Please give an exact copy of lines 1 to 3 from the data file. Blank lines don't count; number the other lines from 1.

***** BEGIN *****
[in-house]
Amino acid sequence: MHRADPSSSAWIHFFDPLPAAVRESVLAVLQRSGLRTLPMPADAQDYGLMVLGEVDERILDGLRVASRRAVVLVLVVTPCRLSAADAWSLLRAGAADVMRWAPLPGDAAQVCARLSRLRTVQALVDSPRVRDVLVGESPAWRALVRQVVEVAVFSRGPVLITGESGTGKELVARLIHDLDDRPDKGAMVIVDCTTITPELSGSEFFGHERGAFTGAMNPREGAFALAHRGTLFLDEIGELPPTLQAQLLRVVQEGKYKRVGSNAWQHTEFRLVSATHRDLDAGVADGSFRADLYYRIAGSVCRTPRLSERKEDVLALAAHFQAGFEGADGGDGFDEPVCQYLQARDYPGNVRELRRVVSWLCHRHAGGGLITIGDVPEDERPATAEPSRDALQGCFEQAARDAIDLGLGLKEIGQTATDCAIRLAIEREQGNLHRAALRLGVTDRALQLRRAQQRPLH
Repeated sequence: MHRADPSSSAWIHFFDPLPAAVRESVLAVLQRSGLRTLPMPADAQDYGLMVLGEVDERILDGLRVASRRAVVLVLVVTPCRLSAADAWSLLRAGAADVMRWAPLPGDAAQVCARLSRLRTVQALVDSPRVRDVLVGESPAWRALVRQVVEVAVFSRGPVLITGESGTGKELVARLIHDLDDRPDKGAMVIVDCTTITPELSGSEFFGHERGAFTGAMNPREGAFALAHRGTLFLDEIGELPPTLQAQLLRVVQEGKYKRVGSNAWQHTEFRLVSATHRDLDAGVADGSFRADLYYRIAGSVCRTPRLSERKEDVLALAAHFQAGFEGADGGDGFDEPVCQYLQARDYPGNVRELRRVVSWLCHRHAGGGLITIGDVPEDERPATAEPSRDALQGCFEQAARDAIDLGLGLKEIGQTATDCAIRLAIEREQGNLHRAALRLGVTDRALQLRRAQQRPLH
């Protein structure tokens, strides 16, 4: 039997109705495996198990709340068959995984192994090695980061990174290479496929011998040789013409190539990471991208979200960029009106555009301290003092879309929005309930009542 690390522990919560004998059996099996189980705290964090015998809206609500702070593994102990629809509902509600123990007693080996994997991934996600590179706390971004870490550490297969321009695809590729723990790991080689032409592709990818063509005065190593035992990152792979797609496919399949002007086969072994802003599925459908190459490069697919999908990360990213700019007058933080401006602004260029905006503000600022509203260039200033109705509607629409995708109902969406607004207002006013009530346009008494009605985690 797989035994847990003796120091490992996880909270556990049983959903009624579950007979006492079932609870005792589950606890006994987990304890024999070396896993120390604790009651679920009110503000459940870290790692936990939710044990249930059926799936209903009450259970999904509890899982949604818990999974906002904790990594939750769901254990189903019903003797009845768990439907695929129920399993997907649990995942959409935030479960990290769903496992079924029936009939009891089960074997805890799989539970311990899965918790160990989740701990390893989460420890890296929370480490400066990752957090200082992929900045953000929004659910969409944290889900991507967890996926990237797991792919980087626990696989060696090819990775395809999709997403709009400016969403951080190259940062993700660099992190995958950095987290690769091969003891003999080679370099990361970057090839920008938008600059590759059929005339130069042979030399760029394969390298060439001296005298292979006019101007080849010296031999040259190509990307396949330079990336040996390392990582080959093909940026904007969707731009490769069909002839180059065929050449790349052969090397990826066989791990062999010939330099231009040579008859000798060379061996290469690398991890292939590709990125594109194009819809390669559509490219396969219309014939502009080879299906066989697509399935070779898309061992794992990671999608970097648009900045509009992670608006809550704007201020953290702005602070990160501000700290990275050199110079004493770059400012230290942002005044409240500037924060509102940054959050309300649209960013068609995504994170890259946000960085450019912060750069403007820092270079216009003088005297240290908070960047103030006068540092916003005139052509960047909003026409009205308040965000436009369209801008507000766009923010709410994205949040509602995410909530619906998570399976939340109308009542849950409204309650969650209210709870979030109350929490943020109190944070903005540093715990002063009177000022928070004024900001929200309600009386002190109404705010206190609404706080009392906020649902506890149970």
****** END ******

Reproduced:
[in-house]
Amino acid sequence: MHRADPSSSAWIHFFDPLPAAVRESVLAVLQRSGLRTLPMPADAQDYGLMVLGEVDERILDGLRVASRRAVVLVLVVTPCRLSAADAWSLLRAGAADVMRWAPLPGDAAQVCARLSRLRTVQALVDSPRVRDVLVGESPAWRALVRQVVEVAVFSRGPVLITGESGTGKELVARLIHDLDDRPDKGAMVIVDCTTITPELSGSEFFGHERGAFTGAMNPREGAFALAHRGTLFLDEIGELPPTLQAQLLRVVQEGKYKRVGSNAWQHTEFRLVSATHRDLDAGVADGSFRADLYYRIAGSVCRTPRLSERKEDVLALAAHFQAGFEGADGGDGFDEPVCQYLQARDYPGNVRELRRVVSWLCHRHAGGGLITIGDVPEDERPATAEPSRDALQGCFEQAARDAIDLGLGLKEIGQTATDCAIRLAIEREQGNLHRAALRLGVTDRALQLRRAQQRPLH
Repeated sequence: MHRADPSSSAWIHFFDPLPAAVRESVLAVLQRSGLRTLPMPADAQDYGLMVLGEVDERILDGLRVASRRAVVLVLVVTPCRLSAADAWSLLRAGAADVMRWAPLPGDAAQVCARLSRLRTVQALVDSPRVRDVLVGESPAWRALVRQVVEVAVFSRGPVLITGESGTGKELVARLIHDLDDRPDKGAMVIVDCTTITPELSGSEFFGHERGAFTGAMNPREGAFALAHRGTLFLDEIGELPPTLQAQLLRVVQEGKYKRVGSNAWQHTEFRLVSATHRDLDAGVADGSFRADLYYRIAGSVCRTPRLSERKEDVLALAAHFQAGFEGADGGDGFDEPVCQYLQARDYPGNVRELRRVVSWLCHRHAGGGLITIGDVPEDERPATAEPSRDALQGCFEQAARDAIDLGLGLKEIGQTATDCAIRLAIEREQGNLHRAALRLGVTDRALQLRRAQQRPLH